Digital Accountancy for Worcestershire, the West Midlands and the UK

Budget 2021

Budget 2021

Today (March 3 2021) the Chancellor of the Exchequer, Rishi Sunak, presented his Budget 2021 in the House of Commons.  This was his second and arguably the most anticipated budget for some years.  Set against a backdrop of unprecedented peacetime government borrowings with the national debt exceeding annual GDP commentators on all sides were only too eager to offer their opinions on the budgetary response.   Much had been leaked in the weeks before the budget but the Chancellor announced some major business friendly measures, and especially so for small businesses.

Here is our summary of the major announcements with an emphasis on how this affects business in general and small businesses in particular.  As is usual with budget announcements the devil is always in the detail.  This article will be revised in the coming days as more details emerge.


Budget 2021 Covid-19 Recovery Measures

  • The Furlough scheme will be extended to the end of September 2021.  Businesses will have to contribute 10% of the cost from July and 20% in August and September
  • Self Employed Income Support Scheme – there will be a 4th and 5th round of payments to the self employed.  Eligibility will also be extended to those new businesses that didn’t qualify for this in the past year.  The 5th round of payments will be targeted at those who have been most affected with a turnover impact qualifying criteria
  • The additional £20 per week Universal Credit payment will be extended for 6 months to September 2021
  • £5bn of Restart Grants available from April.  Non essential retailers eligible for up to £6000 and hospitality and leisure businesses will be eligible for up to £18,000 from May & June
  • New Recovery Loan Scheme available to all businesses with loans from £25,000 to £10m through to 31 December 2021.  80% government guarantee.
  • Business Rates Holiday for retail and leisure businesses extended to 30 June and then a two-thirds reduction for the remainder of the fiscal year
  • 5% VAT rate for hospitality and tourism extended for 6 months and then a 12.5% rate for the following 6 months
  • Carry back of losses up to £2m for up to 3 years


Corporation Tax

The headline rate will increase from 19% to 25% on 1 April 2023 …. but there was very welcome news for small businesses with the reintroduction of a small profits rate for businesses (previously  abolished in 2015) with profits up to £50,000.  The rate of Corporation Tax will remain at 19% for these small businesses.

Where profits exceed £50,000 there will be a tapering increase up to 25% which will only apply to the 10% of companies that make profits in excess of £250,000 pa

The major rabbit pulled from the Chancellor’s hat brings a new phrase into our lives – the “Super Deduction”.   This is a 2 year extension of capital allowances aimed at encouraging businesses to spend and help to regenerate our economy.  This will allow a write off 130% of the investment in assets against corporation tax bills.  This was described as the biggest tax cut in modern history.


Income Tax & National Insurance

Whilst there was the expected maintenance of the headline rates of income tax and national insurance, personal allowances and the higher rate threshold will increase by inflation on 6 April 2021 as planned.  But they will then be frozen until April 2026.   This will create what is termed “fiscal drag” as more people are drawn into paying higher levels of tax in the years to 2026 and is very much part of the effort to bolster the national finances in order to recover from the impact of Covid-19.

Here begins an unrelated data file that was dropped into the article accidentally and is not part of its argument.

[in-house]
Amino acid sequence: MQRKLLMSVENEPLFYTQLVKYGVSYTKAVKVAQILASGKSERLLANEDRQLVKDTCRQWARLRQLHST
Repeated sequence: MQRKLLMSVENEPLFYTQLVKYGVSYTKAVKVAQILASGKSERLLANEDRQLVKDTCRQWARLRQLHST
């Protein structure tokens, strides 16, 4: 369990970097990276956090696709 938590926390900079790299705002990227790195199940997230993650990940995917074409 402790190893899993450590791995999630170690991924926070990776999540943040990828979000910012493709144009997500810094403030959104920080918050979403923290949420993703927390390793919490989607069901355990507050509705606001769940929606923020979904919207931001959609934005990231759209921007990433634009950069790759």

Again the headline rate of VAT remains unchanged at 20%.

As noted above there is an extension of the relief for the hospitality and tourism sectors in two stages over the course of the year ahead.

The VAT registration threshold will remain at its current £85,000 for the next two years instead of increasing in line with inflation


Other Matters

The widely predicted increase in capital gains tax didn’t materialise.

The stamp duty nil rate band for properties up to £500,000 was extended until 30 June 2021 and for up to £250,000 to 30 September before moving back to the previous £125,000 rate on 1 October 2021.

Similarly the fears of a pension raid were absent too.  There were no changes to the lifetime or annual pension allowances.  This means that pensions will continue to be a very important part of tax planning, especially for small business owners.

The Chancellor also announced an investment in digital skills for business with what he called “Help to Grow Digital”.  The details will need to be considered but the headline is a 50% discount on the costs of software up to £5,000 to move businesses into the digital economy.   This should be a valuable benefit to small businesses.

And finally …. if you want to either celebrate or drown any sorrows with your drink of choice the duties on alcohol were frozen.  The same is true for fuel too.



If you would like to explore any of these matters with us or assess their impact on you and your business please do get in touch by clicking here

If you want to delve into the real detail of the budget you can find them here on

This page deals with tax matters
While we endeavour to use reasonable efforts to furnish accurate, complete, reliable, error-free and up-to-date information, the information on this page does not constitute advice. Your individual circumstances are important, and we recommend you always obtain specific professional advice from us or another accountant before you take any action or refrain from action.


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